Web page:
CHARLOTTE, N.C. (Aug. 14, 2002) -- A deal is a deal. And NBC commentator Benny Parsons made a long-standing deal to pay $100 each to any Winston Cup Series pit crew who could do a complete pit stop under 13.00 seconds. So the member of the ...
CHARLOTTE, N.C. (Aug. 14, 2002) -- A deal is a deal. And NBC commentator Benny Parsons made a long-standing deal to pay $100 each to any Winston Cup Series pit crew who could do a complete pit stop under 13.00 seconds. So the member of the Schneider Electric pit crew didn't waste any time showing Parsons the video tape of their 12.95-second pit stop at the last Michigan International Speedway event in June. After reviewing the tape himself, Parsons deemed the stop legit and paid up, giving the team the recognition it deserved for the record-setting stop. At this weekend's Pepsi 400, the team's speedy pit stop will be televised on the pre-race show for everyone to see that practice and determination pay off.
Now if that same determination carries over into the 200 laps of 180 mph racing on the two-mile oval, the team will be in good shape with driver Bobby Hamilton behind the wheel. In his career Hamilton has sat on the pole, led the race and worked his way up from last on the charts to fourth in Michigan. One thing is for sure though, it takes the whole team -- driver and crew -- to make it to victory lane. And with a determined driver and fast pit stops, the Schneider Electric Racing Team is looking for this weekend to be its first trip this year.
Jackman and pit crew coordinator Mark Padgett discusses how the team prepares for such a feat.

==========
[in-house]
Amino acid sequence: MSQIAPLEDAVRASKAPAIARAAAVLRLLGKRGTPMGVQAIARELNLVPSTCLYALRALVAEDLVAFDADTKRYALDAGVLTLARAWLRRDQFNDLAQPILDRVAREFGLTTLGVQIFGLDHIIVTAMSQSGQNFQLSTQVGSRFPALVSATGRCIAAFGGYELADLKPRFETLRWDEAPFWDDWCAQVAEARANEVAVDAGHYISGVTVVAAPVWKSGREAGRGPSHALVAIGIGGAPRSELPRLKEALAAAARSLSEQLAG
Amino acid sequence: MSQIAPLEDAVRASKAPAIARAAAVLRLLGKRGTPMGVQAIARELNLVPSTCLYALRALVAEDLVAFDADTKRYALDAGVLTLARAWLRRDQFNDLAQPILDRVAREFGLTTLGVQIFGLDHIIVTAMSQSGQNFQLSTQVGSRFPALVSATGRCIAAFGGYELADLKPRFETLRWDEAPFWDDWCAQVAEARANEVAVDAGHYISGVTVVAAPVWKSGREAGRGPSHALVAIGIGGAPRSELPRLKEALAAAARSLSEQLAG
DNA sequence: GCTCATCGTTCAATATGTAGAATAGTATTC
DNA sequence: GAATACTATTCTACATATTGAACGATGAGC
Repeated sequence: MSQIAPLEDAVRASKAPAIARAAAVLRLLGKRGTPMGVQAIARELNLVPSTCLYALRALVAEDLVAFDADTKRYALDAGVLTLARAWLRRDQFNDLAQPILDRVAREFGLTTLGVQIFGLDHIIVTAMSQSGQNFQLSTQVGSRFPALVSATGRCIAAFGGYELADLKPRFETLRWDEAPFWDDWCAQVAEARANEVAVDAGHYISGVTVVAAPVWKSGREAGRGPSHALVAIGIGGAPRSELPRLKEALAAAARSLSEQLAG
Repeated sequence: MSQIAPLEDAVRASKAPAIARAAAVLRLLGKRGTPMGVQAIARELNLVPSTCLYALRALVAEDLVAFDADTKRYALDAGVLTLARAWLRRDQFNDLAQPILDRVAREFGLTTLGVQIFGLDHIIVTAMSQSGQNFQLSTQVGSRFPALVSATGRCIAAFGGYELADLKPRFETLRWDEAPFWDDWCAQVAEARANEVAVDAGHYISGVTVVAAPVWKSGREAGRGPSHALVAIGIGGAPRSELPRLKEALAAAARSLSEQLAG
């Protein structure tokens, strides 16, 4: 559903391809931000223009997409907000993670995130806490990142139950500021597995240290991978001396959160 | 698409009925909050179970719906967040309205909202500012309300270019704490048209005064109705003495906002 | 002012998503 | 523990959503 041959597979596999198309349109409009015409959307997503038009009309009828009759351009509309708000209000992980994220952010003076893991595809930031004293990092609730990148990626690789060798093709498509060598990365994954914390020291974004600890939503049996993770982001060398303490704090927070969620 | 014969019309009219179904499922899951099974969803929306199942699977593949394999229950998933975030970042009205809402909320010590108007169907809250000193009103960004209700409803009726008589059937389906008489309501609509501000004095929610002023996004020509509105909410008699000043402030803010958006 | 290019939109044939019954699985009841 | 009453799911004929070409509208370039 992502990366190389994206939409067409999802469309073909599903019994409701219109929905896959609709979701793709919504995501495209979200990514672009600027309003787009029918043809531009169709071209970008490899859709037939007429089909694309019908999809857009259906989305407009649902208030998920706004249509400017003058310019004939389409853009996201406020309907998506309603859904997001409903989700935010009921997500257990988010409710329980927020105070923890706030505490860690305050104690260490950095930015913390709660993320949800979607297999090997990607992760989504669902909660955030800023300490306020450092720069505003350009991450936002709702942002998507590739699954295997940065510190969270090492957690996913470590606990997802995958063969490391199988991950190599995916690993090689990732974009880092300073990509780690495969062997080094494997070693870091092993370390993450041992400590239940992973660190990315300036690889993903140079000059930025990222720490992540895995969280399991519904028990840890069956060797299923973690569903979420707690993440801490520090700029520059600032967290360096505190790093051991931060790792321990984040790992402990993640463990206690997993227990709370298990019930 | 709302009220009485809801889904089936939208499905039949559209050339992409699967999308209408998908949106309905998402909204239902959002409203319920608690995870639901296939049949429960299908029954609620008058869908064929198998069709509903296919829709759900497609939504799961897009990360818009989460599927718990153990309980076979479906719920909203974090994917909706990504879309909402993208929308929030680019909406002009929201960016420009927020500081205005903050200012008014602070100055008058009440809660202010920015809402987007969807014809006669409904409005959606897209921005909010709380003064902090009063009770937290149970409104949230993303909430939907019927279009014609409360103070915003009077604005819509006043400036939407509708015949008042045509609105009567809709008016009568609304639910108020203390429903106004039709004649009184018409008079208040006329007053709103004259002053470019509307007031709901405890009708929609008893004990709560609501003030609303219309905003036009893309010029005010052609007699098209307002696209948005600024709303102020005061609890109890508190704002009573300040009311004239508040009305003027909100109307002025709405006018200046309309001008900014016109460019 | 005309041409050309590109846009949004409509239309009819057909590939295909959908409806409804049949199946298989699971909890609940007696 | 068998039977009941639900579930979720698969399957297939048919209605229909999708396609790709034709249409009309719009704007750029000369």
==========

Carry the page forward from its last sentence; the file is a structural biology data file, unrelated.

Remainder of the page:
How does a team crank out a pit stop in 12 seconds?
"We practice, practice and practice some more. There isn't a coach here that tells us how to do it, we just do it on our own. This team has worked on so many different types of cars -- from ARCA cars to trucks or Busch series -- and that really helps. It's an advantage that we've been together now for two years and we didn't have to hire anyone from other teams to change tires this year. The consistency has paid off for us. You have to be dedicated and take this sport seriously to be on top of your game.
And the driver plays a big role. When Bobby drives the car into our pits, he has to hit his marks too. The smoother he gets in helps us make a smoother pit stop. Basically, it takes a perfect stop from everyone. The tire changers have to take five lug nuts off and hit five lug nuts on. The tire carriers have to be on target setting the tire on the car. And the jack man has to be on time pulling the rear tire off, getting around the car and dropping the jack as soon as the others are done. One little mistake and you are out of the 12-second range."
What does the team do during the week to prepare for 12-second pit stops?
"We practice in the morning or usually in the heat of the day -- sometimes even twice a day. We have a weight trainer. She'll be working with us three days a week on aerobics and weight training. She will help us with some speed and agility training also."